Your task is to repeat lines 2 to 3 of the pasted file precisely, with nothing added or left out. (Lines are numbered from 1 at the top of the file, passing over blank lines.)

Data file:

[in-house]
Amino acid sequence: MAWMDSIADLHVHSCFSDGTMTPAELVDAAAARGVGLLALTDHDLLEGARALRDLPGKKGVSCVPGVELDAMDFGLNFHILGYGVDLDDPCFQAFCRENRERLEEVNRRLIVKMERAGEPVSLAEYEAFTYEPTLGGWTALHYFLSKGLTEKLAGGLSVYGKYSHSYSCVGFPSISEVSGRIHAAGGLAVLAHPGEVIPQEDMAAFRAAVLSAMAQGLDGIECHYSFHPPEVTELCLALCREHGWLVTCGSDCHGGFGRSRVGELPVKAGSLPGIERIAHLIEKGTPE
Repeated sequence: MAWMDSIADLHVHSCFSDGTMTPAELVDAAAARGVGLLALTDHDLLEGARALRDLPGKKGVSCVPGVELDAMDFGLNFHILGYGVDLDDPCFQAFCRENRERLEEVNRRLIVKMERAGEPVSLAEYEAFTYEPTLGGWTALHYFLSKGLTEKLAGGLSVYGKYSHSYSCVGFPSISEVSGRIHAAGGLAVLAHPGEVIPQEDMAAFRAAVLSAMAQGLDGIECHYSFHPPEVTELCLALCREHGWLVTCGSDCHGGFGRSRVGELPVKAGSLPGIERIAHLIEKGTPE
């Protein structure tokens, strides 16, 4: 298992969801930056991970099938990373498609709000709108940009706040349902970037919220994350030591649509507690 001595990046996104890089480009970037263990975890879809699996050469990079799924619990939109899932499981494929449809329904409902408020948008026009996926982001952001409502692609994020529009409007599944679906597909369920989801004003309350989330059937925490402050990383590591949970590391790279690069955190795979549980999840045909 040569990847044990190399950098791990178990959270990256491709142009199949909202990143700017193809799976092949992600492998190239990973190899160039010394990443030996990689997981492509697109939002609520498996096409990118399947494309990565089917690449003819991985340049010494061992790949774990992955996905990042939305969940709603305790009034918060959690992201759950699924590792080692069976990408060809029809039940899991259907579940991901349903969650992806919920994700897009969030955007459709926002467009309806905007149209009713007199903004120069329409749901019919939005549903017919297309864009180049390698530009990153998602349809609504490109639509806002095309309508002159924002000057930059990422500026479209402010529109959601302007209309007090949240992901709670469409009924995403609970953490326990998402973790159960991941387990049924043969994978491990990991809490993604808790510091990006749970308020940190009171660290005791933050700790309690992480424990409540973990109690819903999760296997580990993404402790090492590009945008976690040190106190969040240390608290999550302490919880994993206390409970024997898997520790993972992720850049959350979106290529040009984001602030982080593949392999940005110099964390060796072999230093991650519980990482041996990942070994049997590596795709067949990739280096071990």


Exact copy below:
Amino acid sequence: MAWMDSIADLHVHSCFSDGTMTPAELVDAAAARGVGLLALTDHDLLEGARALRDLPGKKGVSCVPGVELDAMDFGLNFHILGYGVDLDDPCFQAFCRENRERLEEVNRRLIVKMERAGEPVSLAEYEAFTYEPTLGGWTALHYFLSKGLTEKLAGGLSVYGKYSHSYSCVGFPSISEVSGRIHAAGGLAVLAHPGEVIPQEDMAAFRAAVLSAMAQGLDGIECHYSFHPPEVTELCLALCREHGWLVTCGSDCHGGFGRSRVGELPVKAGSLPGIERIAHLIEKGTPE
Repeated sequence: MAWMDSIADLHVHSCFSDGTMTPAELVDAAAARGVGLLALTDHDLLEGARALRDLPGKKGVSCVPGVELDAMDFGLNFHILGYGVDLDDPCFQAFCRENRERLEEVNRRLIVKMERAGEPVSLAEYEAFTYEPTLGGWTALHYFLSKGLTEKLAGGLSVYGKYSHSYSCVGFPSISEVSGRIHAAGGLAVLAHPGEVIPQEDMAAFRAAVLSAMAQGLDGIECHYSFHPPEVTELCLALCREHGWLVTCGSDCHGGFGRSRVGELPVKAGSLPGIERIAHLIEKGTPE